When news of sluggish sales hits the retail real estate sector, department stores and apparel retailers emerge as the usual suspects for waning demand for space. Restaurants are usually seen as alternative anchors that can occupy vacant anchor spaces, drive shopper traffic and help malls maintain healthy leasing levels.
That picture is becoming more complicated. Restaurants have experienced weaker foot traffic and sales for about six quarters, according to RBC Capital Markets. Restaurant spending increased by about 6.25 percent by the end of the first quarter of 2016, but that was down from a spending increase of 8.0 percent in the second quarter of 2015. Analysts point to several reasons for the decline, such as passing anxieties stemming from the upcoming presidential election and more complex pressures like the rising cost of living.
Retailers continue to manage a more complex retail environment and deal with slowing bricks-and-mortar sales. The question is whether mall landlords can still rely on restaurants as alternative anchor tenants in their centers, and whether demand for retail space will remain firm.
Restaurant sales cool off
Strictly speaking, restaurants are still attaining growth, and still outpace consumer spending on food at home. Since 2001, spending on food at restaurants and food at home tracked very closely, with occasional spread differences. Restaurant spending began to outpace home cooking in the fourth quarter of 2013, according to data from RBC and the Bureau of Labor Statistics.
Those increases, however, have not been as robust as they were in mid-2014. With foot traffic waning, consumers are choosing to spend more money on food at home than eating out or on take-out.
“Traffic has been slowing since April and May,” says R.J. Hottovy, a senior restaurant analyst for Chicago-based research firm Morningstar. “Plenty of evidence has been recorded in second quarter results already.”
Indeed, restaurants like Chipotle Mexican Grill, Dunkin Donuts and McDonald’s have all experienced either downturns in sales and revenue, or lackluster results in the second quarter. As the industry searches for answers, some executives, like Starbucks CEO Howard Schultz, have attributed the downturn to skittishness about social unrest and the upcoming election.
Hottovy, however, says that the rising cost of living is having a much bigger impact on Americans’ decisions to skip restaurants, despite a favorable environment for food and gas prices.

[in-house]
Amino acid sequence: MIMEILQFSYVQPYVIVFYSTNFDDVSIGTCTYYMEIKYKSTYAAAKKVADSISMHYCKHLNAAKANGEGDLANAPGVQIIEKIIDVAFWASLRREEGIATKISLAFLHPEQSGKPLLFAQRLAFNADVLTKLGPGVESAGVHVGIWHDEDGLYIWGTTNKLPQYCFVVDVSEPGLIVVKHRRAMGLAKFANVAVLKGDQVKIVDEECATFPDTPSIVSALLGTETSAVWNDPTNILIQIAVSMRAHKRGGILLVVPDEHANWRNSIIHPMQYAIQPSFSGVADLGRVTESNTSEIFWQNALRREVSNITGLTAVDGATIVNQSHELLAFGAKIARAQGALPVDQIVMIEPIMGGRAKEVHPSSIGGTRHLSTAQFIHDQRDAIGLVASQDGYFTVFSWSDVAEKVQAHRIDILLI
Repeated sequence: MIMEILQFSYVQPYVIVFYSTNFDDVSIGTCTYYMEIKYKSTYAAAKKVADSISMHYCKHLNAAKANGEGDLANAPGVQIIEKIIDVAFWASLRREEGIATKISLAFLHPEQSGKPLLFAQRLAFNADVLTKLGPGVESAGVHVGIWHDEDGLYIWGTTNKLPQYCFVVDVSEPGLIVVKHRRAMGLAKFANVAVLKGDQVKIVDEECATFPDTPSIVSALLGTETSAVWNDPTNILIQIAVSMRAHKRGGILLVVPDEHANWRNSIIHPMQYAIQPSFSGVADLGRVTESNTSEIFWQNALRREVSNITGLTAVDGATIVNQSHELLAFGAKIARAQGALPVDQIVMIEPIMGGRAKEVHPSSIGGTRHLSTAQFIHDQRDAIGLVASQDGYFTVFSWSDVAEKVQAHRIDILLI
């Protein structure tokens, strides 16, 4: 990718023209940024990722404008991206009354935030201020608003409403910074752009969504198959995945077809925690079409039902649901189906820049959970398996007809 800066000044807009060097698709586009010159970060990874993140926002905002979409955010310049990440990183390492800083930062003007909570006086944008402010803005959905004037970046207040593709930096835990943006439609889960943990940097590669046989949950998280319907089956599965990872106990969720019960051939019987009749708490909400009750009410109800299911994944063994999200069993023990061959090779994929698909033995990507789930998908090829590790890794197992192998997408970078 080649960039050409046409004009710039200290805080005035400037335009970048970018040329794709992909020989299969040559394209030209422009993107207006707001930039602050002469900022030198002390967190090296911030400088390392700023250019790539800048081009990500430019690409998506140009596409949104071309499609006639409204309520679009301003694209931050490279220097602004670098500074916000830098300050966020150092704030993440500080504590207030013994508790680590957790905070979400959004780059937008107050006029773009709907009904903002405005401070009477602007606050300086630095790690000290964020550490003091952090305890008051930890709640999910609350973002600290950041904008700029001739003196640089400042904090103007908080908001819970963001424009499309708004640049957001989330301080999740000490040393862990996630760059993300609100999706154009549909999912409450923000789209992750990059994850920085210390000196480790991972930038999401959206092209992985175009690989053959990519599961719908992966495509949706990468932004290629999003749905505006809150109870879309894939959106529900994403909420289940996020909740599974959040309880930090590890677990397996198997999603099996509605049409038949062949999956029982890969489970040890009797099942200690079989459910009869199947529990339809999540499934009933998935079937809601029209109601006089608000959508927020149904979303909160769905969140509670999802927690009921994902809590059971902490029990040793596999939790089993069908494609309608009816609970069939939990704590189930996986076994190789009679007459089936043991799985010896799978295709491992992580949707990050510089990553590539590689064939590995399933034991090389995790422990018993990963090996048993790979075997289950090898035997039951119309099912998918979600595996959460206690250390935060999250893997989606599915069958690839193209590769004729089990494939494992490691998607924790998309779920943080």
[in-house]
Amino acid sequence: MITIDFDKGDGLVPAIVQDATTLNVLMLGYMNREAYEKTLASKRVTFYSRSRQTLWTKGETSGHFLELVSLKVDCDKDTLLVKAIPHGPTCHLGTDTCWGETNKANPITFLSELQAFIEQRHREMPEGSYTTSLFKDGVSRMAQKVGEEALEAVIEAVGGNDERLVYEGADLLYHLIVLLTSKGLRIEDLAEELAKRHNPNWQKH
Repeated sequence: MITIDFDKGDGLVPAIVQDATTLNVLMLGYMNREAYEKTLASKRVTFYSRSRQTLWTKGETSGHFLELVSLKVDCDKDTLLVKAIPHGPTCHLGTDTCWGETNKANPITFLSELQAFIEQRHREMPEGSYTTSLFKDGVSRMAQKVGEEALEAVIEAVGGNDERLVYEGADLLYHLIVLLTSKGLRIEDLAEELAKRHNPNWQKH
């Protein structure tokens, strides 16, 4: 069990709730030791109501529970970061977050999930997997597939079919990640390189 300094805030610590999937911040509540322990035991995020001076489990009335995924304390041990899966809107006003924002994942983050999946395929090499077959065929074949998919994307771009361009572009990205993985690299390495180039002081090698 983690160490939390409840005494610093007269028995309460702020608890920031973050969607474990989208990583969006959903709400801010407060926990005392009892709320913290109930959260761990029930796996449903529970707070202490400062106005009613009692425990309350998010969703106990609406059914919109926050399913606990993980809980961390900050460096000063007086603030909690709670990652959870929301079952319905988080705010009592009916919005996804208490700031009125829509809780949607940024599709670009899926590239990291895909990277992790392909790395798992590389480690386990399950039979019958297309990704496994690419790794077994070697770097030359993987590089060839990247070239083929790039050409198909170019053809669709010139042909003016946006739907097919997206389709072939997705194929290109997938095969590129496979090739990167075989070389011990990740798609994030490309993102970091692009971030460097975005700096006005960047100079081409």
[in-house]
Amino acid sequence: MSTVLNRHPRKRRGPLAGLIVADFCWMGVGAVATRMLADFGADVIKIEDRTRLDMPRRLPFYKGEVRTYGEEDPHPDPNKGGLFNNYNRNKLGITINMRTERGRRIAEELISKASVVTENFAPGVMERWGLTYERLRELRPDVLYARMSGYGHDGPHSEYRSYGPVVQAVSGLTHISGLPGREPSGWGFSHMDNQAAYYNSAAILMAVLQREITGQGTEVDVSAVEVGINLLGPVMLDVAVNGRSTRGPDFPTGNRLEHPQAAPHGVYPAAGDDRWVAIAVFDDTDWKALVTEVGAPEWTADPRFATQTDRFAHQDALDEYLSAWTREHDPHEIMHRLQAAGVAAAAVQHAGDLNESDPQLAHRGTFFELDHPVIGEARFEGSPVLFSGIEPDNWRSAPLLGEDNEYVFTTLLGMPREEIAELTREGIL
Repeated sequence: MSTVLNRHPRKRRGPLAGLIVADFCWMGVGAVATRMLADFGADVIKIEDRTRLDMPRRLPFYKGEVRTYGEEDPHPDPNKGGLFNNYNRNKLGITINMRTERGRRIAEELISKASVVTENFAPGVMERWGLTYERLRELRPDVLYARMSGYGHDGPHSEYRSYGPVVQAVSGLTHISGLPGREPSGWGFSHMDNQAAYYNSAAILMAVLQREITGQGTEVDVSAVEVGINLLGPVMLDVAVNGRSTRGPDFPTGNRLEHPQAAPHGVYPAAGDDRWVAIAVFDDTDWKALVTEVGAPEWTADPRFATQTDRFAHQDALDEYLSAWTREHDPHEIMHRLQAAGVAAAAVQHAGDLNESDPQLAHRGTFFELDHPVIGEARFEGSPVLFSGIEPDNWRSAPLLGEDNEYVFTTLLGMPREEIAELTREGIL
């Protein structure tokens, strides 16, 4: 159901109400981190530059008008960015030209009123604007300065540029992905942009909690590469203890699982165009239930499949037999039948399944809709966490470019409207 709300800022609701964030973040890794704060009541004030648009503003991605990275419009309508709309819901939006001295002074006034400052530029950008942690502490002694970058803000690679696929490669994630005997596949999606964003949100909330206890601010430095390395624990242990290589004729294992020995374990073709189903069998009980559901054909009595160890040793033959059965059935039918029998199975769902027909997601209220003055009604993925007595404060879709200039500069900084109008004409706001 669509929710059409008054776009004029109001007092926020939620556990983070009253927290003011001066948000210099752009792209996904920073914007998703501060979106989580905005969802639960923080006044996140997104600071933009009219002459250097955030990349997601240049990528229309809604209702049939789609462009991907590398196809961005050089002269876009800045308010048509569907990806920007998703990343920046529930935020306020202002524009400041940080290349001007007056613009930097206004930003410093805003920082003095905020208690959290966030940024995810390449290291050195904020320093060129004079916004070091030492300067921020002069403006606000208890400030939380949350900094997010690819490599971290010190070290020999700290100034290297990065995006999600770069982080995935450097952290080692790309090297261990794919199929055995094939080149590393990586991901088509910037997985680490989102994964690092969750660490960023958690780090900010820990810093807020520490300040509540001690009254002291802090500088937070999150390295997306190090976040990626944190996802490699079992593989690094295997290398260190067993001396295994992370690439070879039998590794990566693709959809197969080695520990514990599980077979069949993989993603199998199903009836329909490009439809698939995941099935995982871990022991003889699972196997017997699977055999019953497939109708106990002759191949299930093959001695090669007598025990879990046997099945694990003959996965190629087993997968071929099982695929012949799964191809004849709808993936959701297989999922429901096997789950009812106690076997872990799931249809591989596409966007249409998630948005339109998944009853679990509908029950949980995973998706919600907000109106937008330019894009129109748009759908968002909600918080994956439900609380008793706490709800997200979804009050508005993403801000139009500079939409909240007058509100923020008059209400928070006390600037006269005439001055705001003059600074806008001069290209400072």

“Rent and healthcare costs are up substantially,” he says. “That has offset some of the other potential drivers there.”
“What will happen is it makes it difficult for restaurants to raise prices,” Hottovy adds. “They cannot do it while consumers are getting better deals at grocery stores.”
Restaurants are also limited in how much they can raise food prices, due to rising labor costs. Restaurants are coming under more pressure to pay employees higher, living wages, Hottovy says. Fortunately, limited increases in food costs are offsetting some of those labor cost pressures.
Class-A malls lose their lead
Very few economic developments will leave class-A mall in distress, but lately such properties have been losing their edge over lower-tier centers in terms of tenant sales.
RBC Capital found that growth in tenant sales at class-A malls, which it generally defines as properties with sales per square foot of $450 or more. Tenant sales at high-end malls had turned slightly negative by the end of the first quarter of 2016, down from 7.0 percent growth in the third quarter of 2015. Sales growth at class-B-class malls average 7.0 percent, holding steady with the third quarter of 2015.
The underlying causes for the performance gap are unclear, aside from the routine pressures facing retailers. Also, the findings represented a couple thousand retailers, so the differences might go away as more mall landlords begin reporting second quarter results, according to Rich Moore, an analyst at RBC Capital Markets.
The good news is that looking ahead, planned store openings continue to hold steady, according to RBC. Despite fluctuations in sales at restaurants and retail stores, store openings are usually a long-term trend that stays true to retailer intentions, Moore says.